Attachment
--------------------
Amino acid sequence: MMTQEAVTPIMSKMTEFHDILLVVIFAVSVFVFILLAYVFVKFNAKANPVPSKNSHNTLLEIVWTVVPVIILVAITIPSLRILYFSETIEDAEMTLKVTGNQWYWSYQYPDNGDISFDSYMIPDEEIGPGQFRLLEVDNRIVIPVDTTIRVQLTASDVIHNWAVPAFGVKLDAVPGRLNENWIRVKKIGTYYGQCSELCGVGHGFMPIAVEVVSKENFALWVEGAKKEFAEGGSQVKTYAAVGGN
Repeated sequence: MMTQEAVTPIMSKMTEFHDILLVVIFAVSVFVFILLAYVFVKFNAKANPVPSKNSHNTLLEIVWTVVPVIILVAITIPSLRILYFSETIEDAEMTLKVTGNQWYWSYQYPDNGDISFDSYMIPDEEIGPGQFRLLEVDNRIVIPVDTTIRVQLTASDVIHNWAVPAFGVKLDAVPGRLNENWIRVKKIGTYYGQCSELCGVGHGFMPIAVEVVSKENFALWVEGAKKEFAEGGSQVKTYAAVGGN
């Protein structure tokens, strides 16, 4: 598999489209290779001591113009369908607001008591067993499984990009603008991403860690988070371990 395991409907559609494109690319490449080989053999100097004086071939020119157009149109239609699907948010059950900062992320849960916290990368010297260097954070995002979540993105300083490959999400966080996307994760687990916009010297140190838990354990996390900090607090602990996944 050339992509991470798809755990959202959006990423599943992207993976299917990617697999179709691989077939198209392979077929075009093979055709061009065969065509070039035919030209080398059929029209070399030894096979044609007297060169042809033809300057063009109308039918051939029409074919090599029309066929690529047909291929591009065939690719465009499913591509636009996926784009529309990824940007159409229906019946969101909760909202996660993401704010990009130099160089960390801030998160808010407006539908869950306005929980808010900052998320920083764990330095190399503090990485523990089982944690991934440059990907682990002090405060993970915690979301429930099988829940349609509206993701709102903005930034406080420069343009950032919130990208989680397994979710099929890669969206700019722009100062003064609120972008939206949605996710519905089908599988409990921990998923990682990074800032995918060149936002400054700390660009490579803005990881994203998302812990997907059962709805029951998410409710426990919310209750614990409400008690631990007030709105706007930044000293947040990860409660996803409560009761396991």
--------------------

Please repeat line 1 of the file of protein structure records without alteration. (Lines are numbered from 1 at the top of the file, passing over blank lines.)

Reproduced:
Amino acid sequence: MMTQEAVTPIMSKMTEFHDILLVVIFAVSVFVFILLAYVFVKFNAKANPVPSKNSHNTLLEIVWTVVPVIILVAITIPSLRILYFSETIEDAEMTLKVTGNQWYWSYQYPDNGDISFDSYMIPDEEIGPGQFRLLEVDNRIVIPVDTTIRVQLTASDVIHNWAVPAFGVKLDAVPGRLNENWIRVKKIGTYYGQCSELCGVGHGFMPIAVEVVSKENFALWVEGAKKEFAEGGSQVKTYAAVGGN